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Have you started the search for a good-quality daycare for your child? The choice can be hard to make, and there are many factors to take into account. How do you even start choosing a good daycare facility for your child?

Safety, quality of care and educational activities,group size, location and price are all things that parents should take into account when choosing a daycare facility or preschool for their child. Personally, I think safety comes before any of the other factors. Parents who want to know more about this have nobody better to turn to than safety (and danger-avoidance) expert Gavin de Becker, who has written books on the topic, including Protecting The Gift, which specifically addresses child safety.

He has a whole series of questions to ask about daycares, babysitters and schools. The most basic of them are obvious, yet de Becker uses several real-life disaster stories about child-abusing daycares to illustrate that many parents including police officers!?

I do not ask those questions. They boil down to this:

  • Are you a licensed daycare facility, and where does the license come from?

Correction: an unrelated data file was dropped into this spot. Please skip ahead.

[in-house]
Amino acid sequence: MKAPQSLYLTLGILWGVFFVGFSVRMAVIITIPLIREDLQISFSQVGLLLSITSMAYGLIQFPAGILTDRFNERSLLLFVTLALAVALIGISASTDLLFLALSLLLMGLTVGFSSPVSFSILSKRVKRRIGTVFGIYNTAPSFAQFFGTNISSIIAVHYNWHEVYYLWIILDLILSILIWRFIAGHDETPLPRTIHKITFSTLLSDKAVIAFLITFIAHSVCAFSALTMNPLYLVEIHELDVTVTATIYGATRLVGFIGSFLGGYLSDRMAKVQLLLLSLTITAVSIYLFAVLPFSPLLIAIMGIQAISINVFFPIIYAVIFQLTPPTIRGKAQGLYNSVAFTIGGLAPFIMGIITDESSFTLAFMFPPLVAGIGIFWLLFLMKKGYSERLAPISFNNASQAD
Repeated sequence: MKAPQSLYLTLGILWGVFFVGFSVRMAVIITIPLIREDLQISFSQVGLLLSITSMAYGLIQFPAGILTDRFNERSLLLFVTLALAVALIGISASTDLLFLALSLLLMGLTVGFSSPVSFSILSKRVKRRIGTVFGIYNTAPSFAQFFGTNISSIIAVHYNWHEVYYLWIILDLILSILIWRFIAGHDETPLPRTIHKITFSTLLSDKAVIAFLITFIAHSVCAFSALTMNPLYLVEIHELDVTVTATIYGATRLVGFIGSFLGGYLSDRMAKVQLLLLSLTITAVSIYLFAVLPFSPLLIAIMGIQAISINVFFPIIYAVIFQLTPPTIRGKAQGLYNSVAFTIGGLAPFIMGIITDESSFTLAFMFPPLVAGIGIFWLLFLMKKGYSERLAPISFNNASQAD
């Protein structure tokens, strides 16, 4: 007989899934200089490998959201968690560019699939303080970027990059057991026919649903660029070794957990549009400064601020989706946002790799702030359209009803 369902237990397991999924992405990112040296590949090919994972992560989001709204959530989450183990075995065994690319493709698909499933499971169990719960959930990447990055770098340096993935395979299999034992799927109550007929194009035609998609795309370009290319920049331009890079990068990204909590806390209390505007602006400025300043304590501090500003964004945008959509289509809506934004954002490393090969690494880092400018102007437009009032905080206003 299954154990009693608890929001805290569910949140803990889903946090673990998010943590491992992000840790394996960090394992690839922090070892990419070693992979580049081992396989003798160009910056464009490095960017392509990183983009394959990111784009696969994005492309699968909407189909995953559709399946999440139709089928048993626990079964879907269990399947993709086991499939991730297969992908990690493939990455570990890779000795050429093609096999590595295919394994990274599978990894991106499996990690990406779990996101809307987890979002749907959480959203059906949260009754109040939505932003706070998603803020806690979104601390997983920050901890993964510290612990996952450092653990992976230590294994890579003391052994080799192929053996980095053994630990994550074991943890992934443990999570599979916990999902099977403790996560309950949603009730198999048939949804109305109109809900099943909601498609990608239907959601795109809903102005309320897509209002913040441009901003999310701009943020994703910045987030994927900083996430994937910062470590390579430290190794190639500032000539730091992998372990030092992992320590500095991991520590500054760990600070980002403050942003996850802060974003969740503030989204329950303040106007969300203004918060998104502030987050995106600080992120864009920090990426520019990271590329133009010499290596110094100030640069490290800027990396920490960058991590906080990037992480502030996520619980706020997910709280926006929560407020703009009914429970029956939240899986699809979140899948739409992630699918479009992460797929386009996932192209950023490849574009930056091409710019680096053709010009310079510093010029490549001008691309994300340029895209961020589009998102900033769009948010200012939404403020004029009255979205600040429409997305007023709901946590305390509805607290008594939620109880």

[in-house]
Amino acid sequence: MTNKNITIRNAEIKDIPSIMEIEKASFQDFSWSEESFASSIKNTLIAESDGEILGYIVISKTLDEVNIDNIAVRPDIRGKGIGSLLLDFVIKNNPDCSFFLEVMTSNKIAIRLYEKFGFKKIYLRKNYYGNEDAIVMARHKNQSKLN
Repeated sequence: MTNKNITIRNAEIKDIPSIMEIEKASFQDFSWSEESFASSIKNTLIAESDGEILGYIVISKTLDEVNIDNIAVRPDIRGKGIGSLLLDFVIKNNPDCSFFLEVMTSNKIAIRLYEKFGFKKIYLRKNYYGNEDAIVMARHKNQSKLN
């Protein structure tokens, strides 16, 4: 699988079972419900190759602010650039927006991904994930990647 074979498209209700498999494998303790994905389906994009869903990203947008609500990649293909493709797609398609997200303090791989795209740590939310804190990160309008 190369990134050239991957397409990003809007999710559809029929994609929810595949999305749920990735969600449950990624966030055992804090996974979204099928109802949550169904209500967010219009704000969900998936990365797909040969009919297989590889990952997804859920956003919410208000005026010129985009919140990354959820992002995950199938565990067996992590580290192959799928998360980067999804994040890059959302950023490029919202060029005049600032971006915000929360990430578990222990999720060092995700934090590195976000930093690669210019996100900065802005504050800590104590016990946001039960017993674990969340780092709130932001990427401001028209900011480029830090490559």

• Can I see it? (And then follow up by calling that agency and verifying the license!)
  • How do you vet your staff?
  • Do you follow up on the references provided on their CVs?
  • Do you check the sex offenders' registry where one is available?
  • How do you ensure safety within the facility?
  • Does the childcare facility allow parental access?
  • Are they transparent?
  • Have you ever suspected a child in your care was sexually abused?
  • Why?
  • Why not?
  • Would you inform us, as parents, if you thought any of our child's peers were abused, or if you suspected your staff of sexual abuse?
  • Do you have volunteers and if so, how do you vet them?

Besides those, you may ask:

  • How do you ensure safety for our child if you take any field trips?
  • Are field trips optional?
  • Did you deal with any cases of bullying between children?
  • How do you address this?

Relevant questions about racism or other forms of discrimination where relevant. This may include problems relating to multilingual kids or children in non-traditional families.Beyond the safety aspect, educational philosophy and class size are also very important. Here, too, similar questions can be asked, in accordance with what is most important to you.

Some questions I would ask are:

  • To what extent do you tailor educational activities to an individual child's needs?
  • What educational activities do you engage in?
  • Can we bring more advanced, or less advanced, materials if our child needs them? (For preschool, mainly)
  • How much one-on-one attention do children get?
  • How about if they really need more explanation?
  • Can I see your curriculum?
  • Will you discuss any concerns about curriculum not working for our child with us?

Your thoughts on this

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